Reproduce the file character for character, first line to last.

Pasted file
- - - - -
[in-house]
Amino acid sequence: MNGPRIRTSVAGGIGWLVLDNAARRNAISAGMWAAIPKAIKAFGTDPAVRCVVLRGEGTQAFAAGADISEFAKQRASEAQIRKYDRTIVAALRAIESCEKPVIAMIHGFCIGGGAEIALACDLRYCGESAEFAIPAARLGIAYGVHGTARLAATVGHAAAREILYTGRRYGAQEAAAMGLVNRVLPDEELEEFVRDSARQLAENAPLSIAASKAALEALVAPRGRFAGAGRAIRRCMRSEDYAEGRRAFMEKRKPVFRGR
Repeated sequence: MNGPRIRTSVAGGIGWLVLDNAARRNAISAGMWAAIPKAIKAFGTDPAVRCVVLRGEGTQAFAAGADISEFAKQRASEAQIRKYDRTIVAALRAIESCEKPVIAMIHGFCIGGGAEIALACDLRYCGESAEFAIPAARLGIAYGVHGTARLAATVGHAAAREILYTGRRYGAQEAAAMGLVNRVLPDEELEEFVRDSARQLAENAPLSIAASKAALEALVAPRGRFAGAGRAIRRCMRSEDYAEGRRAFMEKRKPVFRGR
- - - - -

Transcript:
[in-house]
Amino acid sequence: MNGPRIRTSVAGGIGWLVLDNAARRNAISAGMWAAIPKAIKAFGTDPAVRCVVLRGEGTQAFAAGADISEFAKQRASEAQIRKYDRTIVAALRAIESCEKPVIAMIHGFCIGGGAEIALACDLRYCGESAEFAIPAARLGIAYGVHGTARLAATVGHAAAREILYTGRRYGAQEAAAMGLVNRVLPDEELEEFVRDSARQLAENAPLSIAASKAALEALVAPRGRFAGAGRAIRRCMRSEDYAEGRRAFMEKRKPVFRGR
Repeated sequence: MNGPRIRTSVAGGIGWLVLDNAARRNAISAGMWAAIPKAIKAFGTDPAVRCVVLRGEGTQAFAAGADISEFAKQRASEAQIRKYDRTIVAALRAIESCEKPVIAMIHGFCIGGGAEIALACDLRYCGESAEFAIPAARLGIAYGVHGTARLAATVGHAAAREILYTGRRYGAQEAAAMGLVNRVLPDEELEEFVRDSARQLAENAPLSIAASKAALEALVAPRGRFAGAGRAIRRCMRSEDYAEGRRAFMEKRKPVFRGR